I stopped reading Andrew Sullivan after he started gushing against the Iraq war after gushing so strongly in favour of it.

The vile images of the Abu Ghraib abuse of Iraqi prisoners seemed to sway him against the whole enterprise, as if he only then realised that war is a hard and dirty and violent business, and recoiled from what he had supported.

Too shallow and self-indulgent. Policy is tough, Andrew. Deal with it.

Anyway, he still whirs away eloquently to a huge readership and even has a couple of people helping him write the material, arguing (oddly?) that because he has so many readers he needs this support.

Here is a long article by Leon Wieseltier which carefully takes apart a lot of Sullivan writing on the Middle East and Jewish views thereof. It is worth reading as a subtle analysis of different sly prejudices which pop up in Sullivan’s work and in many places elsewhere – and for its insights on the blog genre:

Sullivan desperately wants the Jews to be good Jews, to be the best Jews they can be. He wants edifying Jews. Don’t they realize that if they fail to edify, they may lose his friendship? The fools!

…  Criticism of Israeli policy, and sympathy for the Palestinians, and support for a two-state solution, do not require, as their condition or their corollary, this intellectual shabbiness, this venomous hostility toward Israel and Jews.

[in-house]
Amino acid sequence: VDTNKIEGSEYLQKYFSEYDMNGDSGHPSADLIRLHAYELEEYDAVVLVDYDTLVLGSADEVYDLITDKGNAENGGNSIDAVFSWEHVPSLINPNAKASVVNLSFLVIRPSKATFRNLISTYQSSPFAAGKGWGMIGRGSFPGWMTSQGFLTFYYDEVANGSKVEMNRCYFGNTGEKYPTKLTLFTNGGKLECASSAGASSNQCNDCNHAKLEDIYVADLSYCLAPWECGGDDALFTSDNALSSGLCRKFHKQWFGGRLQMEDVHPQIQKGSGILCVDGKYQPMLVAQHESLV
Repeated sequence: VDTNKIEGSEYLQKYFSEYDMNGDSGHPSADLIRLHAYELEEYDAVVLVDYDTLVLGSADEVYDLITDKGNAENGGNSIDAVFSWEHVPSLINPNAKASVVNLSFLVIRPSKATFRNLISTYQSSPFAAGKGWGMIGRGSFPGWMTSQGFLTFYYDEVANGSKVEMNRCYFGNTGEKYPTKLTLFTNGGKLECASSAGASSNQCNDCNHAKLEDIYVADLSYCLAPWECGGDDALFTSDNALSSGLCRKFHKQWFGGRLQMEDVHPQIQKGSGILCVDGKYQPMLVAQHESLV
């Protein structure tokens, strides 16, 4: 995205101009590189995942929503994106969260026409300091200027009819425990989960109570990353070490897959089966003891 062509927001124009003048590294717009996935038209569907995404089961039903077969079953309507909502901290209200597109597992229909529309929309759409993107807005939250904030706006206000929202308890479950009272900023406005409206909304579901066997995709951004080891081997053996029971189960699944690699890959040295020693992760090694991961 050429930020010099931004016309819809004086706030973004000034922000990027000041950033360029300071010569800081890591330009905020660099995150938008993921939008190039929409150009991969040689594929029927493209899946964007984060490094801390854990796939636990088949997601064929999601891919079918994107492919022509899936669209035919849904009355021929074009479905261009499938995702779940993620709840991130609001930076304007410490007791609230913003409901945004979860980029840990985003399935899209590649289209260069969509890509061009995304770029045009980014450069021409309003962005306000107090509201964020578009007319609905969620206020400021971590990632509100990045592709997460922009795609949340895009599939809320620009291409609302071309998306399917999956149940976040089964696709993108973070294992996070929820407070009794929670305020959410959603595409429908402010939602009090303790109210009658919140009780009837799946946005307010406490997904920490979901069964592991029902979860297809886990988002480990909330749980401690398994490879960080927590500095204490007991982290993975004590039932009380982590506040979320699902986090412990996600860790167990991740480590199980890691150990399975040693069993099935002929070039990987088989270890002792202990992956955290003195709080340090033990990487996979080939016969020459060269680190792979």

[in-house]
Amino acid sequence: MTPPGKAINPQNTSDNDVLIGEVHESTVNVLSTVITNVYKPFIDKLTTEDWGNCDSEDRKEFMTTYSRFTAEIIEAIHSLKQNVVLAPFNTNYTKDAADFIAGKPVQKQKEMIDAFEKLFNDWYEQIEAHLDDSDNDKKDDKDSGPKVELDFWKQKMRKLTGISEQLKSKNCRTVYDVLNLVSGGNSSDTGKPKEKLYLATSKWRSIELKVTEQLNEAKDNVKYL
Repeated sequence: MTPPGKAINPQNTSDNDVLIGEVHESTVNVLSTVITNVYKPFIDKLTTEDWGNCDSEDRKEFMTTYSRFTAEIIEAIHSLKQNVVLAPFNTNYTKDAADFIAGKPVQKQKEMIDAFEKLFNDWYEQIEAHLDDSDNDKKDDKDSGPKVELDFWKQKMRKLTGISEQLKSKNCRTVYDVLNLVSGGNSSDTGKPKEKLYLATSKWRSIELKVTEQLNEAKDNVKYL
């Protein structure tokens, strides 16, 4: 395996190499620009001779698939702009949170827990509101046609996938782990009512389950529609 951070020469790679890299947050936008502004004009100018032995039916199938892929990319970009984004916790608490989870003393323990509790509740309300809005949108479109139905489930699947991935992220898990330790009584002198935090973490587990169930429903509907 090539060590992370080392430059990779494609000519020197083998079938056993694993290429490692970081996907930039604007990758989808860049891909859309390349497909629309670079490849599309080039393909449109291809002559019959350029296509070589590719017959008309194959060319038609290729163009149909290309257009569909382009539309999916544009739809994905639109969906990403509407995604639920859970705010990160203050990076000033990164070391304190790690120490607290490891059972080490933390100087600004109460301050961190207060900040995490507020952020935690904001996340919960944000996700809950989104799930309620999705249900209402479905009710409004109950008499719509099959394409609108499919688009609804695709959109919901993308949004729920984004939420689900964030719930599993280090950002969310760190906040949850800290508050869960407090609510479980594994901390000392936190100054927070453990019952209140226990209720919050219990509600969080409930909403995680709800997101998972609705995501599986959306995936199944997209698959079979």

I have striven for Israeli-Palestinian reconciliation, and territorial compromise, and two states, for many decades now, but Sullivan’s variety of such right thinking is completely repugnant to me. There are decent and indecent ways to advocate change. About the Jews, is Sullivan a bigot, or is he just moronically insensitive?

To me, he looks increasingly like the Buchanan of the left. He is the master, and the prisoner, of the technology of sickly obsession: blogging – and the divine right of bloggers to exempt themselves from the interrogations of editors – is also a method of hounding.

He’s on to something there.

How many bloggers deep down have a good answer to the question, "All right – but isn’t all that interminable huffing and puffing about policy really just all about you?"